‘Zama’ Review: Lucrecia Martel’s Challenging, Brilliant Colonial Drama

For a film set expressly in the 18th century, the end of the world feels surprisingly nigh in “Zama” — but if we accept “colonial dystopia” as a viable atmosphere, it’s hard to image any filmmaker conjuring it better than Argentinian master Lucrecia Martel. Insect song swarms and summer colors practically rot on screen in this feverish adaptation of her compatriot Antonio Di Benedetto’s classic 1956 novel, as a Spanish crown officer’s exasperated wait for a royal transfer from his lowly South American posting spirals out into a full-blown tropical malady.

Perplexing and intoxicating in equal measure, “Zama” is undeniably challenging in its adherence to a mannered, densely narrated literary source: As storytelling, it makes Martel’s last feature, the brilliantly opaque “The Headless Woman,” look like Agatha Christie. But it honors Di Benedetto’s work by strictly cinematic means, and to formally mesmerizing effect: The frustrating nine-year wait for new material from Martel has done nothing to blunt her exquisite, inventive command of sound and image, nor her knack for subtly violent exposure of social and racial prejudice on the upper rungs of the class ladder.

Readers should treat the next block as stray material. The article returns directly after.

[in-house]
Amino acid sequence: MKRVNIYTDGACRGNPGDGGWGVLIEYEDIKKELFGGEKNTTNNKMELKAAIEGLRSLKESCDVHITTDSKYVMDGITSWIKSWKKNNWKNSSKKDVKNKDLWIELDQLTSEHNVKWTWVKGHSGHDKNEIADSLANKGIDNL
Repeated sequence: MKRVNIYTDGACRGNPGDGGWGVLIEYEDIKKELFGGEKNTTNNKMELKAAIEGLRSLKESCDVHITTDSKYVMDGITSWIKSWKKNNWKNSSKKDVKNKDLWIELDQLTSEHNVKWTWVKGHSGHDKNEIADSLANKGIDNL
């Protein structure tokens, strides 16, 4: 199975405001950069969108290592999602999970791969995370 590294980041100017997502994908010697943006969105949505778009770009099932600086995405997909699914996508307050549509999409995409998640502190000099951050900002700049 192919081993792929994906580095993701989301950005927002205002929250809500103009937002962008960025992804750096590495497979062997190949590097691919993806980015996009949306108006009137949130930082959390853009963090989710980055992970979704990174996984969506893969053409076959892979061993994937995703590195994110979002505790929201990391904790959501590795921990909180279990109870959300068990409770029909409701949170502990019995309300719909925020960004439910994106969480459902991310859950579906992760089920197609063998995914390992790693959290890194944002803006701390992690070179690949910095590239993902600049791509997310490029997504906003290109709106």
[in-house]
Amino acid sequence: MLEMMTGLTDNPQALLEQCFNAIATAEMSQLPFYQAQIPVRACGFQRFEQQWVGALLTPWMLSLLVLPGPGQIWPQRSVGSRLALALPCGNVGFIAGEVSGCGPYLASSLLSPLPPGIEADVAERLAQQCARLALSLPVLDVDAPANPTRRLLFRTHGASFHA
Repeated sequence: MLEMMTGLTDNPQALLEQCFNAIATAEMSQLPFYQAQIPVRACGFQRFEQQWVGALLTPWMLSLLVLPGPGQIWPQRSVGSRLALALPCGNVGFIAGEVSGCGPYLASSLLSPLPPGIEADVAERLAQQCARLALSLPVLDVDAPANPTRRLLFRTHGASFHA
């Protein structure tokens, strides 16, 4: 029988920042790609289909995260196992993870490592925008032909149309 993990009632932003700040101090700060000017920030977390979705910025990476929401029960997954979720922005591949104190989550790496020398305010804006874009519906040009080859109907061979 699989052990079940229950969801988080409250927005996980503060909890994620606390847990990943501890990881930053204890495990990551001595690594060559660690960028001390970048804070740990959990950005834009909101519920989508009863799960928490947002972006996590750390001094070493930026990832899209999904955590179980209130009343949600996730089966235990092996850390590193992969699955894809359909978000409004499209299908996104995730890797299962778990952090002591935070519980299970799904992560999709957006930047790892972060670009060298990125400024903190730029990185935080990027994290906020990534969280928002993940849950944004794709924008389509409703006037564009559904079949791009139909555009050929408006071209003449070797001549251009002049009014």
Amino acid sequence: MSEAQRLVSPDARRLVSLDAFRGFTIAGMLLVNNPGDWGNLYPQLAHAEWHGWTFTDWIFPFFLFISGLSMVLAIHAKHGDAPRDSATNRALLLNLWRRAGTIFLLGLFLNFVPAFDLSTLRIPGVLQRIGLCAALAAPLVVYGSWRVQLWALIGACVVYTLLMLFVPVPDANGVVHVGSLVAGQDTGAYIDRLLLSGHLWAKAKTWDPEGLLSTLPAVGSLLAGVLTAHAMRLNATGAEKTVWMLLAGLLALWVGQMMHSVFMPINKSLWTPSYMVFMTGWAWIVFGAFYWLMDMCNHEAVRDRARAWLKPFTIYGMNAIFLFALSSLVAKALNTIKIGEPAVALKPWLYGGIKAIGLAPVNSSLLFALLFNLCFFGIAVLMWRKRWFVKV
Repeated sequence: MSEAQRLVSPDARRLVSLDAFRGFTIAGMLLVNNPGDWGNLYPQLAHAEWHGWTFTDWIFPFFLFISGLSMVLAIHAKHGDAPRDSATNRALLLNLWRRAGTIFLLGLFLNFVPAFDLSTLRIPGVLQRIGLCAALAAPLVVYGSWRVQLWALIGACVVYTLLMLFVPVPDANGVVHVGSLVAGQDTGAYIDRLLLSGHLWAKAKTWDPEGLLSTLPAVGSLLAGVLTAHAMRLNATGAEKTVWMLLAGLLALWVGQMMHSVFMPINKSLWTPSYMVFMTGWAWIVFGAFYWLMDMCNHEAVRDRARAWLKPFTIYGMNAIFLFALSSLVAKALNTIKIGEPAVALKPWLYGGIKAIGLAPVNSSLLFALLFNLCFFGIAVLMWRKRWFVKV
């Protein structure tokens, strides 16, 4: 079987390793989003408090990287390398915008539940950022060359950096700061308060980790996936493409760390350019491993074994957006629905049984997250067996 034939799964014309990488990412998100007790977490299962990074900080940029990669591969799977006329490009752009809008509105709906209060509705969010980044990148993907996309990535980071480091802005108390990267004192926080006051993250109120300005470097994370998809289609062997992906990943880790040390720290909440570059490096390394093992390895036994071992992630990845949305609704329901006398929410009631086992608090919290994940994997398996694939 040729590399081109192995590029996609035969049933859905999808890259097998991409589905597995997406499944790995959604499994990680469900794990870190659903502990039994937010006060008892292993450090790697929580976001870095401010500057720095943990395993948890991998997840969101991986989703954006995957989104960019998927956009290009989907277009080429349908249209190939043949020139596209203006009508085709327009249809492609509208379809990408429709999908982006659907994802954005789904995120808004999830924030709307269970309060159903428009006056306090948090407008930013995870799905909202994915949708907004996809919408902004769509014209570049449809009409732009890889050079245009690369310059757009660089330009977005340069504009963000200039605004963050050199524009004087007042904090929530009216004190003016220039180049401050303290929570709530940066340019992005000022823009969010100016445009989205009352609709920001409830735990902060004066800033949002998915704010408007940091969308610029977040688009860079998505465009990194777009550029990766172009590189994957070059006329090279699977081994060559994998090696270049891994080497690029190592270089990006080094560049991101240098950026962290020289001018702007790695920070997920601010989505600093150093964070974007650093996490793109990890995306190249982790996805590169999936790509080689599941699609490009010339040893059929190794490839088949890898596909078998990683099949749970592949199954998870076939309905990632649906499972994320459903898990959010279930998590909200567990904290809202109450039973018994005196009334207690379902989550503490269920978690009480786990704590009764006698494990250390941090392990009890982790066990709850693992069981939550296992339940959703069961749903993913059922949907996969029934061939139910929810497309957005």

Commercially, “Zama” couldn’t be a much tougher sell. Given its unjust placement in a non-competition slot at Venice, perhaps even festival programmers see the film as an alternative curiosity, though adventurous distributors will surely recognize its major artistic heft and prestige — particularly with Di Benedetto’s novel enjoying something of a rebirth following its first English-language translation, 60 years after its initial publication. Whatever its future beyond the festival circuit, “Zama” is sure to intensify the fervent cult of admiration for Martel’s immaculate oeuvre; one can only hope for a swifter follow-up to this painstaking, delay-plagued multinational project. (A whopping 16 production companies are listed upfront, with…

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